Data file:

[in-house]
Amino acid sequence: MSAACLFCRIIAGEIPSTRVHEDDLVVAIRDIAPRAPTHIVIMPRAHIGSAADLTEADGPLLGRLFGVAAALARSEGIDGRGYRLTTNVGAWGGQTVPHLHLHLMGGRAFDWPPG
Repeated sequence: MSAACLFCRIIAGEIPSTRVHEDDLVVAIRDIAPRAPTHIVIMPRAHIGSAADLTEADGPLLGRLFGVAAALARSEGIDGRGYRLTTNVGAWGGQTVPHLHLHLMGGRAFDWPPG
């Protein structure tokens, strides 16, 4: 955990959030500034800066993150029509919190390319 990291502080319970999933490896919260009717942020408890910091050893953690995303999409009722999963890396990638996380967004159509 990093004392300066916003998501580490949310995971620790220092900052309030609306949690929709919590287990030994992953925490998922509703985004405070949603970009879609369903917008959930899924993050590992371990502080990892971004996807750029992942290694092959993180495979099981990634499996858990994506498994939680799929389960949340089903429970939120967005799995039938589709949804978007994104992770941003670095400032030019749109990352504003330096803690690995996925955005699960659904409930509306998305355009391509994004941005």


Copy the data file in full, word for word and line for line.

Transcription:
[in-house]
Amino acid sequence: MSAACLFCRIIAGEIPSTRVHEDDLVVAIRDIAPRAPTHIVIMPRAHIGSAADLTEADGPLLGRLFGVAAALARSEGIDGRGYRLTTNVGAWGGQTVPHLHLHLMGGRAFDWPPG
Repeated sequence: MSAACLFCRIIAGEIPSTRVHEDDLVVAIRDIAPRAPTHIVIMPRAHIGSAADLTEADGPLLGRLFGVAAALARSEGIDGRGYRLTTNVGAWGGQTVPHLHLHLMGGRAFDWPPG
């Protein structure tokens, strides 16, 4: 955990959030500034800066993150029509919190390319 990291502080319970999933490896919260009717942020408890910091050893953690995303999409009722999963890396990638996380967004159509 990093004392300066916003998501580490949310995971620790220092900052309030609306949690929709919590287990030994992953925490998922509703985004405070949603970009879609369903917008959930899924993050590992371990502080990892971004996807750029992942290694092959993180495979099981990634499996858990994506498994939680799929389960949340089903429970939120967005799995039938589709949804978007994104992770941003670095400032030019749109990352504003330096803690690995996925955005699960659904409930509306998305355009391509994004941005």